• #24
    • April 2, 2012 at 2:55 am
  25. Profile photo of Pseudodionysius Inactive

    Jane Austen has an implicit Aristotelian understanding of human nature and ethics. The late Indiana philosopher Henry Babcock Veatch captured this very well in his wonderfully understated book Rational Man – A Modern Interpretation of Aristotelian Ethics which was written as a counterpoint to William Barrett’s Irrational Man, which covered existentialism as it hit America with full force.

    Readers of this thread who are hesitant about Austen and what all the fuss is about may find Veatch’s book a convenient entry point.

    • #25
    • April 2, 2012 at 2:55 am
  26. Profile photo of Leporello Inactive

    (continuing)

    And here are the social “options” available to a young woman sent off to (a non-religious) college – which are enforced by a near uniformity of practice and opinion:

    • Meet men (boys, really) at parties or in group events rather than on dates;
    • Dress suggestively;
    • Meet with a boy you like no more than a few times before sleeping with him;
    • Don’t expect he’ll be more likely to consider himself in love because he slept with you (and heaven forbid he think of marriage; that would be downright laughable);
    • If you end up pregnant, just do away with the unborn child.

    There are exceptions, of course. There are those who meet the first week of freshman year and stay together through college and then get married – but they probably won’t put off relations, and it almost always takes years before they decide on marriage. On the other side are many more who have long-term “relationships” during their college years and then break up.

    There’s not much room at college for women who are interested in serious options.

    • #26
    • April 2, 2012 at 3:00 am
  27. Profile photo of Elizabeth Kantor Contributor
    Elizabeth Kantor Post author

    Fascinating. Just anecdotally, I can definitely see a trend toward earlier marriage among those twenty-somethings who (mostly for religious reasons–but some for commonsense reasons) reject the hookup culture. There’s a chapter in the book exploring how women can actually make their social lives more like those Regency assembly balls.

    Madcap: I’m 23, married two years. I was a new grad; he was still in college. Main insight: my god, how did I make it through the current dating scene and come out happily married the other end?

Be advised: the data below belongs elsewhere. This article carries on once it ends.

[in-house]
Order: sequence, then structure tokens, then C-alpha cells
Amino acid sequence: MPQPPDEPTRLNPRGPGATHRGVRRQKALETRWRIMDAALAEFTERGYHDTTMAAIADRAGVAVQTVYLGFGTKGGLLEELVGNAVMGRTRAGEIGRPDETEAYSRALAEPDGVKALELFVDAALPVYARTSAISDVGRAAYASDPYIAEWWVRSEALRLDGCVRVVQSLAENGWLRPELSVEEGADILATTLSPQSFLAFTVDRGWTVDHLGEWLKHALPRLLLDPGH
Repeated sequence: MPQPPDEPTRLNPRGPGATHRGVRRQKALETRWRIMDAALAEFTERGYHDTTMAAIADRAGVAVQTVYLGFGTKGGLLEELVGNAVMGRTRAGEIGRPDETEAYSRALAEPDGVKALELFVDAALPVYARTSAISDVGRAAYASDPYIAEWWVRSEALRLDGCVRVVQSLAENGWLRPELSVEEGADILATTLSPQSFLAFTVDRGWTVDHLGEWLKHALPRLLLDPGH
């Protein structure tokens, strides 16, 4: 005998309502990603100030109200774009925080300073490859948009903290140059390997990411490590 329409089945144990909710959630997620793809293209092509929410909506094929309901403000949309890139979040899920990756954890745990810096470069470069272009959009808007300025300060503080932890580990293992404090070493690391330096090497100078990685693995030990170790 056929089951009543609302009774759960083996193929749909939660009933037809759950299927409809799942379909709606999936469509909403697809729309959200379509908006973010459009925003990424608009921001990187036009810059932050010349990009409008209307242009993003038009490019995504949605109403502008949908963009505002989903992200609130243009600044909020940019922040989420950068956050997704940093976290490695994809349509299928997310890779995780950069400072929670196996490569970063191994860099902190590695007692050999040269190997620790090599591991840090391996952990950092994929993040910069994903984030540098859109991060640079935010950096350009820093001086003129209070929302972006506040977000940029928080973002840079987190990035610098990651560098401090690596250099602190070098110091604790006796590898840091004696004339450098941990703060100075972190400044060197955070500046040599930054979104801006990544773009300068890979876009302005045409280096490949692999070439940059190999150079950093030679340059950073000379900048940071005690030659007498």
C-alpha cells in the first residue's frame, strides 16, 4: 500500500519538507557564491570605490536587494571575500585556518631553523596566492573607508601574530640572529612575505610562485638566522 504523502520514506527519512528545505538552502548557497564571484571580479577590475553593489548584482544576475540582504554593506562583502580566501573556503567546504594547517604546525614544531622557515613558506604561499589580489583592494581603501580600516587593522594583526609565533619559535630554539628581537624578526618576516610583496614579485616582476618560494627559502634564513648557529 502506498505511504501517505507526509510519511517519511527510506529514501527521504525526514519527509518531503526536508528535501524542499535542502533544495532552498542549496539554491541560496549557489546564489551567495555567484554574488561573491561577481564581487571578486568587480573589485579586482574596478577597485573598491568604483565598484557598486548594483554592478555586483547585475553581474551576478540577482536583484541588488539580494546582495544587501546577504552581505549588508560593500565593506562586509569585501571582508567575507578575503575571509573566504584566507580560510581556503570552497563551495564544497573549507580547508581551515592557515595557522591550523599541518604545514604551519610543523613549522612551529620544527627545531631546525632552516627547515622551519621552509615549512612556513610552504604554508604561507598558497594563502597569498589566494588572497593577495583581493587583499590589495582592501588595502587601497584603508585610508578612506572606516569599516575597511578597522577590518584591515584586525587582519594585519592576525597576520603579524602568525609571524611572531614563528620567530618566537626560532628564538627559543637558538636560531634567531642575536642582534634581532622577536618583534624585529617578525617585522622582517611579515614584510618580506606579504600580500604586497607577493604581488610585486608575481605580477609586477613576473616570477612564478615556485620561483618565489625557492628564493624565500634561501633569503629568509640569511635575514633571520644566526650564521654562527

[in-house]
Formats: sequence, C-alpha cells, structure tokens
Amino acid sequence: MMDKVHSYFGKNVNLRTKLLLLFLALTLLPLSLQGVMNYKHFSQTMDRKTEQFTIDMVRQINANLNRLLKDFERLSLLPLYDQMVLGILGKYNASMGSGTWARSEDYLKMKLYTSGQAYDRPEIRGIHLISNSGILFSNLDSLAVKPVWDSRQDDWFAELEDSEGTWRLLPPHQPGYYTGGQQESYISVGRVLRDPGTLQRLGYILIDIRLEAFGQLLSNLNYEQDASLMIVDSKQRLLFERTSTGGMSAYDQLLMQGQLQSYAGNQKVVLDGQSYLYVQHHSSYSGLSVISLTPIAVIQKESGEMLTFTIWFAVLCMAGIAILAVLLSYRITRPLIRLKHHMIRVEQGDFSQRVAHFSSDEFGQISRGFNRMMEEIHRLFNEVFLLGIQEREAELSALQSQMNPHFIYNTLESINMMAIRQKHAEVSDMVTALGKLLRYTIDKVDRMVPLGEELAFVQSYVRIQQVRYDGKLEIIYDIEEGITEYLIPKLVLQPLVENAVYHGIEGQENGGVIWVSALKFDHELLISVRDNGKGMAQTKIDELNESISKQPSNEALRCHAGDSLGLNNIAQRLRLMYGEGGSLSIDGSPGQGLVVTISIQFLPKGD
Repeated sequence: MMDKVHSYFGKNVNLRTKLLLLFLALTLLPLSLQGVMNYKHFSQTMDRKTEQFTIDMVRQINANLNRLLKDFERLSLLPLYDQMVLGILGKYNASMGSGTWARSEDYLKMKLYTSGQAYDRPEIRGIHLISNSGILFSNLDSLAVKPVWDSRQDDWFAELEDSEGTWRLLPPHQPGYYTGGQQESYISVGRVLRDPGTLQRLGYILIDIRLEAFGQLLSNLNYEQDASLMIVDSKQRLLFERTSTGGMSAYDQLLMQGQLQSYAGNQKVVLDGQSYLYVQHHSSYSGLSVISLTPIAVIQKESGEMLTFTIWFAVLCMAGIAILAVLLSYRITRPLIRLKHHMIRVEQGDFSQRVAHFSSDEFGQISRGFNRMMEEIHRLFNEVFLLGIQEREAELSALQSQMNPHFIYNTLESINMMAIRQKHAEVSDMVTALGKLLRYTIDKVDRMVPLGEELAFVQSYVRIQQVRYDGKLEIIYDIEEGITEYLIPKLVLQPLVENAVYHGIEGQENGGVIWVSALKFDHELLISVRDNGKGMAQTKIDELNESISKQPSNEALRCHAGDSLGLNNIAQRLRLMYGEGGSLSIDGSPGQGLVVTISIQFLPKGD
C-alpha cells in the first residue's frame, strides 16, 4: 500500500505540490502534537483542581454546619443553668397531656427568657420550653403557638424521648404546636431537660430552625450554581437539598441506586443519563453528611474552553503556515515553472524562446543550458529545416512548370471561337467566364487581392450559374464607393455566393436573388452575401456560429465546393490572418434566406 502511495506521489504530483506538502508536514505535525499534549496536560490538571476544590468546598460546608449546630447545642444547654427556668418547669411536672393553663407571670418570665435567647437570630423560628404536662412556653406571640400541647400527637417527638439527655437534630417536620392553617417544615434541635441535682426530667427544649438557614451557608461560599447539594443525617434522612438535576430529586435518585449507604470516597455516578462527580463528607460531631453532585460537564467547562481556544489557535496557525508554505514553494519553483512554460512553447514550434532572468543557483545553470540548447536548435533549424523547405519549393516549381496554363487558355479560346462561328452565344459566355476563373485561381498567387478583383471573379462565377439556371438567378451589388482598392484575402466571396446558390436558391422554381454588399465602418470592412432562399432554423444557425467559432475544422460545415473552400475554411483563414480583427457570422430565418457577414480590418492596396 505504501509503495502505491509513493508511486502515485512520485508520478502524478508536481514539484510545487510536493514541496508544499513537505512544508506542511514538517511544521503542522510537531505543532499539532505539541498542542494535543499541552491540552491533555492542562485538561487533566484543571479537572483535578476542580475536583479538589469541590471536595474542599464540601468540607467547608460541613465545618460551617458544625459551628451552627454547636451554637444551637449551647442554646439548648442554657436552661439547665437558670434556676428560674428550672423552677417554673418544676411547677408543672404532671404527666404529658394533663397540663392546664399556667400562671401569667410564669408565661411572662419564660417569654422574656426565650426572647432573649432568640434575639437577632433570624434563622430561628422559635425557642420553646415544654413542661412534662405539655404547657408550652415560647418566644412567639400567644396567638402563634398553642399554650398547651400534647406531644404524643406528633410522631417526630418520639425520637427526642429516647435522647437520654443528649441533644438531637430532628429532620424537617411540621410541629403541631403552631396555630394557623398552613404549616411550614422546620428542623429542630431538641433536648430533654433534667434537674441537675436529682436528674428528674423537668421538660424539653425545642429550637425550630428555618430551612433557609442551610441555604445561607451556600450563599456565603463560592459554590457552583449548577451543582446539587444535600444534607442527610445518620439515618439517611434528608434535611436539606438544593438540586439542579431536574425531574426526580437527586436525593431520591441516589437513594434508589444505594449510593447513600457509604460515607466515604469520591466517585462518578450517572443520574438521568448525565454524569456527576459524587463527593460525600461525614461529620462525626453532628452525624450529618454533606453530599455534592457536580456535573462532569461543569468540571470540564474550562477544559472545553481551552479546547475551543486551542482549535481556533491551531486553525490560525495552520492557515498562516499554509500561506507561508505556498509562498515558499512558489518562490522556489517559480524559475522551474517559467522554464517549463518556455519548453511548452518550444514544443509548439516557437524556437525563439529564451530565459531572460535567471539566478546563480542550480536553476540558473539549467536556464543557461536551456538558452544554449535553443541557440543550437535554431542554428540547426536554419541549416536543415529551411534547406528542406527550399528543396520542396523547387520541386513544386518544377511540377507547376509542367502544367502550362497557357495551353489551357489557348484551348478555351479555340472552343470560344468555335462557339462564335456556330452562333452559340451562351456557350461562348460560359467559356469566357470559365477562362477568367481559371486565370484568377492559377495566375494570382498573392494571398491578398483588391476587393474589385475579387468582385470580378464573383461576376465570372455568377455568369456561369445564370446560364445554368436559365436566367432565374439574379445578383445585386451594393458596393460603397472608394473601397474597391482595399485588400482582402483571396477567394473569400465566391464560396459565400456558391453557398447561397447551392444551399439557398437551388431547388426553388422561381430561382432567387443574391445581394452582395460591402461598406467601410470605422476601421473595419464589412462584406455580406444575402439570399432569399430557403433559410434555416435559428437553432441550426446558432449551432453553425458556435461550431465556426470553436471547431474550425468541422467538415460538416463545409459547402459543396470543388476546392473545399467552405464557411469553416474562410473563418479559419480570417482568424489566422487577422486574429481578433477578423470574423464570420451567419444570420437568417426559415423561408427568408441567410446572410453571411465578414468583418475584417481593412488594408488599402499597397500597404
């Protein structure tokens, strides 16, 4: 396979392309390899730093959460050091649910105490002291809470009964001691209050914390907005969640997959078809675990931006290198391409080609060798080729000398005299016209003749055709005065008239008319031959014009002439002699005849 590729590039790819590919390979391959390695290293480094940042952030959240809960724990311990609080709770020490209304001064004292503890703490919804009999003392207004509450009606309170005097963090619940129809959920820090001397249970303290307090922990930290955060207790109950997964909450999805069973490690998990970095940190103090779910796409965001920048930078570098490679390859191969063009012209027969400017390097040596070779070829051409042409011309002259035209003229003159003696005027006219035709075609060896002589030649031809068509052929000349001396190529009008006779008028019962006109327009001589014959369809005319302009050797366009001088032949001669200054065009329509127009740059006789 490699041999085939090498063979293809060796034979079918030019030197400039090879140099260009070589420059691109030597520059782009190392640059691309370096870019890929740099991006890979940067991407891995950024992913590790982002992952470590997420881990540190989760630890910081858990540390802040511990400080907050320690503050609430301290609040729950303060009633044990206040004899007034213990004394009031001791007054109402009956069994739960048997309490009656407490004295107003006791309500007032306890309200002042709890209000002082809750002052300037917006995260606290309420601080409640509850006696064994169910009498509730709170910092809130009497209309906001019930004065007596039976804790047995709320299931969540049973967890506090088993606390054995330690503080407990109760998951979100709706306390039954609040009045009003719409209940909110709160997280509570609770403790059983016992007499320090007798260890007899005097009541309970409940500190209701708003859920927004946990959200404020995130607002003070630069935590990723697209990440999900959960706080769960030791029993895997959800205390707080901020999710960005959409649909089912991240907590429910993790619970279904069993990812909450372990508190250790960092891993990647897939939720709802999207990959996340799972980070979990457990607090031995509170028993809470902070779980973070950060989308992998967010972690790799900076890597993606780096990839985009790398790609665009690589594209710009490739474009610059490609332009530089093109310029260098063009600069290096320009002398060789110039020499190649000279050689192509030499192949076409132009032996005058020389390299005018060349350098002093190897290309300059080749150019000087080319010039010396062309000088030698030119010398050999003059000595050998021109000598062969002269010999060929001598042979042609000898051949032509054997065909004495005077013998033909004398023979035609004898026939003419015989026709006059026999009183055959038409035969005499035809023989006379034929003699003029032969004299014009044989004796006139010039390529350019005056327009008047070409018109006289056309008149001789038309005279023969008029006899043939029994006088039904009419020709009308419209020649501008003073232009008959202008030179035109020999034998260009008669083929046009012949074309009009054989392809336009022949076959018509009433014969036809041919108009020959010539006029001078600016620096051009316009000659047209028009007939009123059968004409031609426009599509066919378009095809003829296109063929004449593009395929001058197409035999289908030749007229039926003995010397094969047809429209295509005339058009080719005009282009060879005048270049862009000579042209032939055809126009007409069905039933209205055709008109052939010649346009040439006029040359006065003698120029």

Let’s recap:

    1. Outside of work or classes, it’s very hard to meet young men in a situation where there isn’t some kind of sexual expectation and/or lots of alcohol. If I hadn’t met my husband on a setup, I have no idea how I ever would have met someone, being rather shy.

    2. Once a man is interested in you, it’s hard to demand a permanent commitment. (My solution: I married a Chinese guy, who’s from a culture where marriage is still completely normative.)

    3. Early marriage receives absolutely no cultural support. . . .

    • #27
    • April 2, 2012 at 3:01 am
  28. Profile photo of Leporello Inactive
    Elizabeth Kantor: Very interesting comment! There’s actually a section of the book where I look into what would happen between Marianne & Willoughby under modern conditions.

    I shudder to think!

    • #28
    • April 2, 2012 at 3:07 am
  29. Profile photo of EThompson Inactive
    Elizabeth Kantor:

    I think people glimpse something there that we don’t have–the point of The Jane Austen Guide to Happily Ever After is showing how we actually can have some of those things ourselves, today, if we’re willing to listen to Jane Austen.

    You’ve made an excellent point that may indeed explain the continued popularity of Masterpiece Theatre, particularly the smash hit series Downton Abbey. My cousin (the host of MT) would agree with you as well. 

    I look forward to your contributions this week!

    • #29
    • April 2, 2012 at 4:22 am
  30. Profile photo of Leporello Inactive
    Crow’s Nest: 

    The goal is less to get the young to model their every action on Anne Elliot or Capt. Wentworth, but instead to educate and ennoble the tastes and the postures of young men and women in their mutual relations through some exposure to this view of things.

    Seeing the world through the slow, careful, delicate, and deliberate eyes of Ms. Austen, our young today might set about in some small way turning against what they see around them in dissatisfaction and toward something which in some small way imitates Austen. They might begin to register more disgust with what our culture bombards them with. And disgust, after all, is a far broader and sturdier foundation on which to build than is reason, which is necessarily more precarious because it is less broadly distributed. · 4 hours ago

    Very, very well put.

    • #30
    • April 2, 2012 at 4:58 am
  1. 1
  2. 2